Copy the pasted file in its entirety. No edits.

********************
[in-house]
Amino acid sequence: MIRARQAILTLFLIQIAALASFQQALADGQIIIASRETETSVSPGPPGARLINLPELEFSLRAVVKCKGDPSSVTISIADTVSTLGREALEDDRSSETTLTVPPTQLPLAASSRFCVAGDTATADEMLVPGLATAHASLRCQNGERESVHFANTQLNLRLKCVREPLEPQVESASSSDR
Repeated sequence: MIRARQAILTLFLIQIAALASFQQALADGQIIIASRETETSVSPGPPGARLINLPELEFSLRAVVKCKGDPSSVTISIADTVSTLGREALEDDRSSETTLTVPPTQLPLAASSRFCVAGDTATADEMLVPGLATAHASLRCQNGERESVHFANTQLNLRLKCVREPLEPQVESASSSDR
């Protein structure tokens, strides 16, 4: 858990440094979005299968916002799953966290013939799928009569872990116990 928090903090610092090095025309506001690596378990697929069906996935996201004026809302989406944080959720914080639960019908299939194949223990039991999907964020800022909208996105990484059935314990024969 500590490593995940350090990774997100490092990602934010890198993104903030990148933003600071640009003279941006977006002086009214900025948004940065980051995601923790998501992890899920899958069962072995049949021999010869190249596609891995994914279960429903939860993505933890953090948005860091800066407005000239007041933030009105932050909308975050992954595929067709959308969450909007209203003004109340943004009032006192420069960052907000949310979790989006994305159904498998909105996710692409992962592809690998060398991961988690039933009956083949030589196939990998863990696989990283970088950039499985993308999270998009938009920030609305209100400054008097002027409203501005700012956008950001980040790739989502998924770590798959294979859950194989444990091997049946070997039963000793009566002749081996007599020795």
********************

[in-house]
Amino acid sequence: MIRARQAILTLFLIQIAALASFQQALADGQIIIASRETETSVSPGPPGARLINLPELEFSLRAVVKCKGDPSSVTISIADTVSTLGREALEDDRSSETTLTVPPTQLPLAASSRFCVAGDTATADEMLVPGLATAHASLRCQNGERESVHFANTQLNLRLKCVREPLEPQVESASSSDR
Repeated sequence: MIRARQAILTLFLIQIAALASFQQALADGQIIIASRETETSVSPGPPGARLINLPELEFSLRAVVKCKGDPSSVTISIADTVSTLGREALEDDRSSETTLTVPPTQLPLAASSRFCVAGDTATADEMLVPGLATAHASLRCQNGERESVHFANTQLNLRLKCVREPLEPQVESASSSDR
């Protein structure tokens, strides 16, 4: 858990440094979005299968916002799953966290013939799928009569872990116990 928090903090610092090095025309506001690596378990697929069906996935996201004026809302989406944080959720914080639960019908299939194949223990039991999907964020800022909208996105990484059935314990024969 500590490593995940350090990774997100490092990602934010890198993104903030990148933003600071640009003279941006977006002086009214900025948004940065980051995601923790998501992890899920899958069962072995049949021999010869190249596609891995994914279960429903939860993505933890953090948005860091800066407005000239007041933030009105932050909308975050992954595929067709959308969450909007209203003004109340943004009032006192420069960052907000949310979790989006994305159904498998909105996710692409992962592809690998060398991961988690039933009956083949030589196939990998863990696989990283970088950039499985993308999270998009938009920030609305209100400054008097002027409203501005700012956008950001980040790739989502998924770590798959294979859950194989444990091997049946070997039963000793009566002749081996007599020795």